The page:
By discriminating between (i) aerosols entrained by the central updraft at cloud base, and (ii) aerosols entrained by mixing at the cloud's lateral edge, it is shown that central updraft aerosols are the major source for cloud droplets as long as the central updraft prevails. The largest fraction of these aerosols activates at cloud base. A minor fraction, consisting of small aerosols, activates at greater heights where sufficient supersaturations for their activation are reached. However, the activation of laterally entrained aerosols dominates at these heights; being the only source for newly nucleated droplets in the dissipating stage of the cloud in which the central updraft decays. Since laterally entrained aerosols activate in highly turbulent regions, their activation is limited by the short time span in which these aerosols are exposed to activation permitting conditions. This favors the activation of intermediate sized aerosols, which need the shortest time to activate. On the other hand, this does not affect aerosol activation in the central updraft due to their longer duration in the updraft. Therefore, activation process parameterizations solely based on supersaturations are valid for the central updraft, but fail for laterally entrained aerosols.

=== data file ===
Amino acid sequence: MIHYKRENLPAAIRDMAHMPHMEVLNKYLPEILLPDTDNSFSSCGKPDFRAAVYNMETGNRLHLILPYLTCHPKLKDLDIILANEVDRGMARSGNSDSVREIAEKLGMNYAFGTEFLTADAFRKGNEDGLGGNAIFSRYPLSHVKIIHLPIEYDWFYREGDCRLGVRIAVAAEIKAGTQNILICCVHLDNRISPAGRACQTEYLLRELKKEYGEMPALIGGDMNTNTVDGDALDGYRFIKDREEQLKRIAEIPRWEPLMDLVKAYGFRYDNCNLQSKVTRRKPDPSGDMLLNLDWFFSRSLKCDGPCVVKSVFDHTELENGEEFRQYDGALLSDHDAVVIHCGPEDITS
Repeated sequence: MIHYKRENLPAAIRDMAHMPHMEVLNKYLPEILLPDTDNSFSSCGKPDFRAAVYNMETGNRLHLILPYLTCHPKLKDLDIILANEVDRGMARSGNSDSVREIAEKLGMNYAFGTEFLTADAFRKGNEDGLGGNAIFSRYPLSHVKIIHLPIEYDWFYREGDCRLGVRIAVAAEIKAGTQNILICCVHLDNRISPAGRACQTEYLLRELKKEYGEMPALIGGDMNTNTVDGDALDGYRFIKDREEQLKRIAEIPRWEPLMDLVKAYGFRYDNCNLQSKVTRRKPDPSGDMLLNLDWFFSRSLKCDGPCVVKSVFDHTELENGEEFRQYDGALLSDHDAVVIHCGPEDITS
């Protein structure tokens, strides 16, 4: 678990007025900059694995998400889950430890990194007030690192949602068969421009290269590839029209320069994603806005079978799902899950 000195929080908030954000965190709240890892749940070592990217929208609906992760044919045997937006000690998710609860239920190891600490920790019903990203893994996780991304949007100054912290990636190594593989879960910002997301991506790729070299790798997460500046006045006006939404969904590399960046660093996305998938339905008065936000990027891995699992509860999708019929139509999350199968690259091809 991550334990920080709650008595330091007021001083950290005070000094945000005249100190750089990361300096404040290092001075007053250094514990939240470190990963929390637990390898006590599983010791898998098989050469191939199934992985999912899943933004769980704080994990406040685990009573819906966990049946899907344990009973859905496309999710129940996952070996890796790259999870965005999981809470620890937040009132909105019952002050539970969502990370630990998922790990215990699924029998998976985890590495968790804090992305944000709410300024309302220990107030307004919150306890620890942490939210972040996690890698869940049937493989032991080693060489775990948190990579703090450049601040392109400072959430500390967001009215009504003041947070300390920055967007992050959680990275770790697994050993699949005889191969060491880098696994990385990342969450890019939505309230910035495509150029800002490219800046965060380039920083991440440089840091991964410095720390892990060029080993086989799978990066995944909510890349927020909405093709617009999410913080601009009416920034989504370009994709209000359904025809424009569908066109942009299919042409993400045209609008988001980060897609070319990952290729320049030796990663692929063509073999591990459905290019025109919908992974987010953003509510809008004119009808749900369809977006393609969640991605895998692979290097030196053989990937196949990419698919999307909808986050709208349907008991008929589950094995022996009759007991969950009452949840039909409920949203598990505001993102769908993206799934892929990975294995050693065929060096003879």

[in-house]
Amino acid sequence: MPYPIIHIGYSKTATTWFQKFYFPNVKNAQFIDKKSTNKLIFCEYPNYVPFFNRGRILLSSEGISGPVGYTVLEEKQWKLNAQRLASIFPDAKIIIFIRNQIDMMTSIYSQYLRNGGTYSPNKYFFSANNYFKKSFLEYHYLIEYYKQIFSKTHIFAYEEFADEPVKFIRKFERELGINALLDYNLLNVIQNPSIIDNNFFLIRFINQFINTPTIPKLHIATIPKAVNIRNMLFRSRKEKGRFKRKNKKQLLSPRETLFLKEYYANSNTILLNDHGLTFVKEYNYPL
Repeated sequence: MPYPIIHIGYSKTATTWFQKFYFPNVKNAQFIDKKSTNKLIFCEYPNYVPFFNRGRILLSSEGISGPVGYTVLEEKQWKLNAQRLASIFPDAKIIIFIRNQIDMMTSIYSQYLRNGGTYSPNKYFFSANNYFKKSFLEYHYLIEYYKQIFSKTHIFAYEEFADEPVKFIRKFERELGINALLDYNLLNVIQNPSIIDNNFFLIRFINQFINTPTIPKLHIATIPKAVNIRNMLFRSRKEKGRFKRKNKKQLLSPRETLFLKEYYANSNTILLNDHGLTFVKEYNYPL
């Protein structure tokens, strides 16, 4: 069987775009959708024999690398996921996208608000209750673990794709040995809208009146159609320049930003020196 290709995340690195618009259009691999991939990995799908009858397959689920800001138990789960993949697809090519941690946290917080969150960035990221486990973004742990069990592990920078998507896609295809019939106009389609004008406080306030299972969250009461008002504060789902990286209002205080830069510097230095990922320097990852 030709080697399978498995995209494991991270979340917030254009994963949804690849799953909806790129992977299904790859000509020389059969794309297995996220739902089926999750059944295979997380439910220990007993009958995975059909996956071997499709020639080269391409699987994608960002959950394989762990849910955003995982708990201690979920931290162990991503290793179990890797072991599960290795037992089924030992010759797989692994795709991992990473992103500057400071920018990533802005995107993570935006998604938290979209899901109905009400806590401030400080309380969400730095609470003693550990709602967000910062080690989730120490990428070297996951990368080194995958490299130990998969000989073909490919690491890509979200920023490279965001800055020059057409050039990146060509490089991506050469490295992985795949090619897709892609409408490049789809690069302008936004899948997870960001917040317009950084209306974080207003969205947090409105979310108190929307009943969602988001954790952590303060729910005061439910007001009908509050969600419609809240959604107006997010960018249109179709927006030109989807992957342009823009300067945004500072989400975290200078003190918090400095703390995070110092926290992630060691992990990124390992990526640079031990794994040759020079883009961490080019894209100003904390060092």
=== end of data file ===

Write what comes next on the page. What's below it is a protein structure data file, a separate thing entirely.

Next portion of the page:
Furthermore, it is found that on average 30 % of all activated aerosols have been laterally entrained. This fraction increases to 50 % at the end of the cloud's life-cycle. For increasingly pollute environments, this fraction increases to 77 %. This is caused by increased rates of both aerosol activation and deactivation, which adjust the activated aerosols' composition of entrainment heights to the general composition of entrainment heights of all (activated and inactivated) aerosols inside the cloud. Therefore, the sub-cloud layer becomes less important as a source for cloud condensation nuclei in increasingly pollute environments.